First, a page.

Proper Care of Cut Glass and Painted Suncatchers

Our beautiful bird suncatchers are genuine works of art. With proper care, they should provide you with years of enjoyment.

Proper care begins with hanging the right suncatcher in the right location. Most painted suncatchers will fade over time when hung in bright sunlight, especially a southern exposure.

Kiln-firing causes the paint to experience a chemical reaction that reduces or eliminates this problem. Please read the item descriptions to learn which of our beautiful suncatchers have a lifetime warranty against fading or discoloration--these can be used in any exposure.

Cut glass suncatchers are made with pieces of glass set into a metal frame. They will never fade and can be used in a variety of applications, including three-season rooms, screen porches, and other outdoor living areas.

Painted suncatchers, including hand-painted designs, are just that--paint that has been applied to glass. As with all paints, they can be destroyed by the use of solvents such as Windex. The painting is on one side of the suncatcher--you should be able to feel the raised areas where the artist painted the surface. That side can only be cleaned with a damp cloth. Many of our suncatchers were painted with lead-free paints (the SKU for these items begins with SCI); these suncatchers are particularly vulnerable to destruction by water and should therefore not be immersed or placed in areas where the art might be damaged by rain.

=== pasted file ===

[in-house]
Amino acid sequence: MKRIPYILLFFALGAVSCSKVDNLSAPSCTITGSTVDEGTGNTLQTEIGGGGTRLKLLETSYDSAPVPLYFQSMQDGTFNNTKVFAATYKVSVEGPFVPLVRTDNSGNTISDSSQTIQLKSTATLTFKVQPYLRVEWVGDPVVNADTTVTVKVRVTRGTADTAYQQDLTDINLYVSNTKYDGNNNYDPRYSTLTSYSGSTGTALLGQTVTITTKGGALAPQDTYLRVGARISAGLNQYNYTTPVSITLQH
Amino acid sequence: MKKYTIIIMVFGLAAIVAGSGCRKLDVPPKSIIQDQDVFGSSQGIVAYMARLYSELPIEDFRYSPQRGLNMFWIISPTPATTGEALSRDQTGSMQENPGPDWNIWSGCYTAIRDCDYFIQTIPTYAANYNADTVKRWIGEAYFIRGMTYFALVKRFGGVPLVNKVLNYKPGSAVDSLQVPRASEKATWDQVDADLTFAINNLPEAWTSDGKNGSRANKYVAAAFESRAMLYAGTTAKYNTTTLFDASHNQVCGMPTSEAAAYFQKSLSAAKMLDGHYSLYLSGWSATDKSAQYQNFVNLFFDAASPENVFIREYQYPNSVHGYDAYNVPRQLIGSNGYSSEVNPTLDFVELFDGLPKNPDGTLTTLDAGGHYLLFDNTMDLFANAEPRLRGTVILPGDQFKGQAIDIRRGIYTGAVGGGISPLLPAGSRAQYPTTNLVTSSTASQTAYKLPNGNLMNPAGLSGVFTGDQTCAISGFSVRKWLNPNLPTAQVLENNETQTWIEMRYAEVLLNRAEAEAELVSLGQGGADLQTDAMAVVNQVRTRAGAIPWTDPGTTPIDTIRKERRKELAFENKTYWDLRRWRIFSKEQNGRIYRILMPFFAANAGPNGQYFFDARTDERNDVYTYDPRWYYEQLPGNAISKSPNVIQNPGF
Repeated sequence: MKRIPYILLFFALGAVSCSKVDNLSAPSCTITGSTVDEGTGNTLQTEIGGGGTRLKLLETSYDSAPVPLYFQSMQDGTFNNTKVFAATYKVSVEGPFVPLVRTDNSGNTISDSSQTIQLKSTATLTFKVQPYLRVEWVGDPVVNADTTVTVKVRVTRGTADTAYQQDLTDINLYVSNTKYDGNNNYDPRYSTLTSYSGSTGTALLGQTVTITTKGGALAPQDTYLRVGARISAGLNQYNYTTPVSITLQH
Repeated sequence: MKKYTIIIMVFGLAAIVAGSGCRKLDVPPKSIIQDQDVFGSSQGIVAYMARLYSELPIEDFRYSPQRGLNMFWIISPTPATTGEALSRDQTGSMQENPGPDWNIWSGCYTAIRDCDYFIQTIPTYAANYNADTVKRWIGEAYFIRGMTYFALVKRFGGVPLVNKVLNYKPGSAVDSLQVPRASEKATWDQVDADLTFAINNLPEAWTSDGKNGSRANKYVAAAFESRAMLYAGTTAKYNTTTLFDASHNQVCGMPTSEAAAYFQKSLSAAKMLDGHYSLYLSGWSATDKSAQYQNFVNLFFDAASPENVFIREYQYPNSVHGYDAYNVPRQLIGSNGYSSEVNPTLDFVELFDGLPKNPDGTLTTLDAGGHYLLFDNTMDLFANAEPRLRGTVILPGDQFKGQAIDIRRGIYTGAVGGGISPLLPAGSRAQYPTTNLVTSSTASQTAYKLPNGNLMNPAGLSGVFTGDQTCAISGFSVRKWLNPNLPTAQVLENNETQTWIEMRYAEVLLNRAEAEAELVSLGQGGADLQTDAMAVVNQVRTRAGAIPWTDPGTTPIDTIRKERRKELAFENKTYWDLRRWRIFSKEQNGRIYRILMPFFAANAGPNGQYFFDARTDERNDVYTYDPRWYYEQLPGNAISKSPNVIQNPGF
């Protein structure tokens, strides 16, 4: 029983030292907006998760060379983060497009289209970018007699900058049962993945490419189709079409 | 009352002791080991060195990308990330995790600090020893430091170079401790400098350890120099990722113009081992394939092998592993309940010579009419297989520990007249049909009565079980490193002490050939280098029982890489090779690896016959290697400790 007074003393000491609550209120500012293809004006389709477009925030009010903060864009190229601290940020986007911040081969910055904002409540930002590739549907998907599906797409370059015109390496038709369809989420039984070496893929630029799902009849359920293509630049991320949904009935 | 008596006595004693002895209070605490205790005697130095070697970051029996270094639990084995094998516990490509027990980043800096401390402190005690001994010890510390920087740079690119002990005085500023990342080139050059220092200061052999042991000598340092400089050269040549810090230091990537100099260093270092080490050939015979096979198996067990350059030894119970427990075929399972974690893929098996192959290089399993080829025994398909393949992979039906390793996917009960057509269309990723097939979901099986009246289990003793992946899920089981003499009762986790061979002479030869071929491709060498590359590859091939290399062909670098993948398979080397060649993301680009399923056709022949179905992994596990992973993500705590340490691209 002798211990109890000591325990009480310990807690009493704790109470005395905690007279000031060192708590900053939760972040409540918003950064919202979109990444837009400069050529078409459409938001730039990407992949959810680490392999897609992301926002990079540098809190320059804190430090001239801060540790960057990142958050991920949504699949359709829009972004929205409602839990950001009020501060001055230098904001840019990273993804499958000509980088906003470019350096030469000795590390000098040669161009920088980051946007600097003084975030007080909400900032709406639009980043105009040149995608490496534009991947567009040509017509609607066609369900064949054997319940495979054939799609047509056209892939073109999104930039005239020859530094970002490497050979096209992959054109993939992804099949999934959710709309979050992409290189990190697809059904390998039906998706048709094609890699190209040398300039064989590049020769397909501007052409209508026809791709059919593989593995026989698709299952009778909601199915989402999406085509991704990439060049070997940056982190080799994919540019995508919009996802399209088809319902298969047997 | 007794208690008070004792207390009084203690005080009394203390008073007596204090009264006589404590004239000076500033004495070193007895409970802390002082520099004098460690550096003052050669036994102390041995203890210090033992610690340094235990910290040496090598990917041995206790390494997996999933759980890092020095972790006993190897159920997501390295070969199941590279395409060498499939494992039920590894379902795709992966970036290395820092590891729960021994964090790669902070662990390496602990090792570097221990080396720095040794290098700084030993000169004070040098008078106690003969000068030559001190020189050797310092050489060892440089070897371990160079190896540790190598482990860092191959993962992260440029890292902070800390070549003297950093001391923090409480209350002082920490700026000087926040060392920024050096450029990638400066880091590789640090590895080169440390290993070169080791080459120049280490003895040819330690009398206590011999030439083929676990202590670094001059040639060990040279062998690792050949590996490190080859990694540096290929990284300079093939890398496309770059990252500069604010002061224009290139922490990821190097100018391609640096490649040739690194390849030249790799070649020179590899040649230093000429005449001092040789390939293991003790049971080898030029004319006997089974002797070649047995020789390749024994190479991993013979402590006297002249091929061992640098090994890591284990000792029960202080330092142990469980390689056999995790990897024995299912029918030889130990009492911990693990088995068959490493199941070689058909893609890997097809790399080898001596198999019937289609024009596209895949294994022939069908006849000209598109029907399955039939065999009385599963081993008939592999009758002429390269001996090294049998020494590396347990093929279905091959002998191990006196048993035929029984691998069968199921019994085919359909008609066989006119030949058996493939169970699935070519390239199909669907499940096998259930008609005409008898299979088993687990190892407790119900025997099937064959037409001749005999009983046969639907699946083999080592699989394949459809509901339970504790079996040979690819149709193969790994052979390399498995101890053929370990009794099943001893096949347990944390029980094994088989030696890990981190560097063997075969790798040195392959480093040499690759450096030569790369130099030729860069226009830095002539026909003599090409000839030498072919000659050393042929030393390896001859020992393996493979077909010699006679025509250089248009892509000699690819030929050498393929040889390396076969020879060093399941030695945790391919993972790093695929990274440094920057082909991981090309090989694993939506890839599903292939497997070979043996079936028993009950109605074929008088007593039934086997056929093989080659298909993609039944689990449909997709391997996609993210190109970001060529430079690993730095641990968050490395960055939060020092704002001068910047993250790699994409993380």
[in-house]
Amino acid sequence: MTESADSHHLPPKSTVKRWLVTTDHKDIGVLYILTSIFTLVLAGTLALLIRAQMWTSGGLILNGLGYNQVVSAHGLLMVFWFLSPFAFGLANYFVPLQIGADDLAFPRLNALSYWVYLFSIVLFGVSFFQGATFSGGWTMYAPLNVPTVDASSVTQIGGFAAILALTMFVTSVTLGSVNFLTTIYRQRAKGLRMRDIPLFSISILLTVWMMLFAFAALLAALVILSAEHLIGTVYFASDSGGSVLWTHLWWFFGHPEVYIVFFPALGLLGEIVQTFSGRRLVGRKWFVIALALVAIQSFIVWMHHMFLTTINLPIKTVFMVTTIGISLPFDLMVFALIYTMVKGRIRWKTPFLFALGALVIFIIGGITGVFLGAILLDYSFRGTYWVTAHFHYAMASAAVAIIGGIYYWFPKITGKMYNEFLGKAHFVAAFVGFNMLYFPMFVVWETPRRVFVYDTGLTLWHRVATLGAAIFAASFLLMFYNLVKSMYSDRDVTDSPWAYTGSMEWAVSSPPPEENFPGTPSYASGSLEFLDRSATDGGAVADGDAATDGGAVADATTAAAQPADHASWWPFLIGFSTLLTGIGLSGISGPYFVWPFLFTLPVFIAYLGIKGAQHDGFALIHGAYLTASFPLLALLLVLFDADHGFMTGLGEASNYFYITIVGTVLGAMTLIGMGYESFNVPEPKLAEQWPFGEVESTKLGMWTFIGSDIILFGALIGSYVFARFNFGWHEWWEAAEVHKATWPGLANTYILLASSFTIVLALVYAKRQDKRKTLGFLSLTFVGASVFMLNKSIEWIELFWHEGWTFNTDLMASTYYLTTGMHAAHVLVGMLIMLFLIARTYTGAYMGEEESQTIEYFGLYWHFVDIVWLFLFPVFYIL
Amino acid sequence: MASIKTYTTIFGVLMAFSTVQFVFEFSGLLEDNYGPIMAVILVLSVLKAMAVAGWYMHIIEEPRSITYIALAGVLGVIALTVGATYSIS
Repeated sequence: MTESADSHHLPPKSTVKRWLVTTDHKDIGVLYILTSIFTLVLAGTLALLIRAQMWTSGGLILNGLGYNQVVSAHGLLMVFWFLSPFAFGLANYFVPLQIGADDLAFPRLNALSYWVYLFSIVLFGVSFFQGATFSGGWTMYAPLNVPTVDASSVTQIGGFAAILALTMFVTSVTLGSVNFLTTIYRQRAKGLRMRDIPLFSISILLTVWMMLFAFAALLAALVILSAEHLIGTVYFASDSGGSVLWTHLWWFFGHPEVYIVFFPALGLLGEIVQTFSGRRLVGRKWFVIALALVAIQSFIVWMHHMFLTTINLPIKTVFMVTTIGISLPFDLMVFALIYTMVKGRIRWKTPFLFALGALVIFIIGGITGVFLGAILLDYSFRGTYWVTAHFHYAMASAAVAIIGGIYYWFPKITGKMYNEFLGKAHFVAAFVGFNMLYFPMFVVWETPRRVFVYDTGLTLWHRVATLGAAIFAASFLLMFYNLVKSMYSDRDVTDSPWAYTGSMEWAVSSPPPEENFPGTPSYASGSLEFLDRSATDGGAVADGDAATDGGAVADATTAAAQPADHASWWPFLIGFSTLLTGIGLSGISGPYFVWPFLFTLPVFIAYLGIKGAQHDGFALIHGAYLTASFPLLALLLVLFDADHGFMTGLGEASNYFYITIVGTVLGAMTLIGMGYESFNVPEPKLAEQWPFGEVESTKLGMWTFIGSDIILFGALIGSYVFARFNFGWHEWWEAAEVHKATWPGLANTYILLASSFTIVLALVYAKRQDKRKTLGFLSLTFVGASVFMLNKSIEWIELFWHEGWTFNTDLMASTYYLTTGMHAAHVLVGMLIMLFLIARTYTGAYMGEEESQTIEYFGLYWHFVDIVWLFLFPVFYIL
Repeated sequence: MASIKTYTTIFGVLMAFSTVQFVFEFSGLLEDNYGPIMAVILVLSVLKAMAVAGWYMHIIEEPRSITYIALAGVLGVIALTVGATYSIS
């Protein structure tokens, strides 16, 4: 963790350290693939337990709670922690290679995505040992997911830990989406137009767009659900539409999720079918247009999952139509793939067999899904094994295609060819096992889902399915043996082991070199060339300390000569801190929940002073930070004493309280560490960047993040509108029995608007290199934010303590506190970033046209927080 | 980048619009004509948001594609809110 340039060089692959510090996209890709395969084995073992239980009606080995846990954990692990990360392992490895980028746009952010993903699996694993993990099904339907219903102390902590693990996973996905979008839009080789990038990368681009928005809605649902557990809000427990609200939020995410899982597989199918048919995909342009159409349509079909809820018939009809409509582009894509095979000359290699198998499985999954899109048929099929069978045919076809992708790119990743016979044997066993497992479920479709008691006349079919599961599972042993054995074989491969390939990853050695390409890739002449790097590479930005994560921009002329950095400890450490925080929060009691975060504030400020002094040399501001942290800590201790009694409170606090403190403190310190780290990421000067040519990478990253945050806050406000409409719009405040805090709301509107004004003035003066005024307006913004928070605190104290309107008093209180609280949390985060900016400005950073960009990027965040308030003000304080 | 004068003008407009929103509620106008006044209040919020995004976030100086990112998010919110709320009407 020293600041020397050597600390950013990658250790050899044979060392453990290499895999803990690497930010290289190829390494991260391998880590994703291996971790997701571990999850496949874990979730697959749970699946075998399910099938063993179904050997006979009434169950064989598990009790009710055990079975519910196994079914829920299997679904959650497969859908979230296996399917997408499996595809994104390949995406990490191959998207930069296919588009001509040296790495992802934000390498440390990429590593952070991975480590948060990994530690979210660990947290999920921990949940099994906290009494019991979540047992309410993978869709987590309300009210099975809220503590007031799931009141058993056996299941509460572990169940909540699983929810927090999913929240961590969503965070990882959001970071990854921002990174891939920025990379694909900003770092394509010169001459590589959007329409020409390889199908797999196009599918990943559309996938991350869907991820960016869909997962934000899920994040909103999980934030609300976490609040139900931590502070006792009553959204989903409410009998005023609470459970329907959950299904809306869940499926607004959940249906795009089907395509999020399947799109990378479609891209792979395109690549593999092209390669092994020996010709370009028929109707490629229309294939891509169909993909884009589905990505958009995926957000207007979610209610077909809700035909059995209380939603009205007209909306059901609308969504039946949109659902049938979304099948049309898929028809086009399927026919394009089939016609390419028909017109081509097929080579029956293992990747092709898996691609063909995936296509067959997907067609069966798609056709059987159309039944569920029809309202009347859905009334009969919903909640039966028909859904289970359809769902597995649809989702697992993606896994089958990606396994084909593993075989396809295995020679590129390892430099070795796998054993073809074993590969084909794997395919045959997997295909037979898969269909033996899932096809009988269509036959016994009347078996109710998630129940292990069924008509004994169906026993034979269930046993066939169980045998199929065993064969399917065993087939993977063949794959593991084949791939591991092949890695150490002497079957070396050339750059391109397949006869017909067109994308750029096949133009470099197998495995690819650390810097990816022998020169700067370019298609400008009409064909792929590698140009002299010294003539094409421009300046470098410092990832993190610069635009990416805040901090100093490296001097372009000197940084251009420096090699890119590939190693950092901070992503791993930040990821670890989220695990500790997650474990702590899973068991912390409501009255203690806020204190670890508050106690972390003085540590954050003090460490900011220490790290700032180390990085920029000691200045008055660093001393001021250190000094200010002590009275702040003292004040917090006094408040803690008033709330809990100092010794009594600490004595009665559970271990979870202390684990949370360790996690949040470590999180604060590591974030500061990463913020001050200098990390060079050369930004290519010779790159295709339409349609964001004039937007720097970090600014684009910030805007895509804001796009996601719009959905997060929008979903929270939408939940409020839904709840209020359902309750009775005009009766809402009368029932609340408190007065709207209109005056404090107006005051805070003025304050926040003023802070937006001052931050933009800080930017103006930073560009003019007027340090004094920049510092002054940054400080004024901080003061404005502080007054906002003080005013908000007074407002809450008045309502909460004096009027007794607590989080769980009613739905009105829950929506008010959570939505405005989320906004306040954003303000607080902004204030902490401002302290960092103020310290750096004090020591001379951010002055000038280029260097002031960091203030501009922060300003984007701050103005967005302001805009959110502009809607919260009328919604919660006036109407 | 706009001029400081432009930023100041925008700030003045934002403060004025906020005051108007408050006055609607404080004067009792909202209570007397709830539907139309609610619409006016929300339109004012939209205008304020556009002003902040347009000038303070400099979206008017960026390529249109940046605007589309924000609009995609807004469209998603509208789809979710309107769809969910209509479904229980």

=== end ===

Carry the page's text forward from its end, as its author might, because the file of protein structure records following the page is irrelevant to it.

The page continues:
The next step is to properly hang the suncatcher. Most of our suncatchers come with suction cups. Prior to placing a suction cup on a window, you should ensure that the surface is clean and free from finger prints (which could contain oil) and debris. Then, lightly moisten the suction cup and press firmly against the window. Wait 24-48 hours for the moisture to dry before hanging the suncatcher. Suction cups that are still too moist will slide down the window and have the potential to become unattached. 

Many of our extra-large bird suncatchers, called art glass window panels, should not be hung with suction cups. We recommend the use of sturdy cup-hooks mounted into the plaster or wood surrounding the window itself. Alternatively, many windows have latches between the upper and lower portions of the windows and these latches may provide a place to hang your window panels. Since window latches vary greatly, you will need to assess your situation carefully to determine the suitability of your latches. 

All of our painted suncatchers and art glass window panels should be hung with the paint facing the interior of your home.

Now that you know how to care for your suncatcher, you are ready to select the suncatcher that best suits your needs.

Add Comment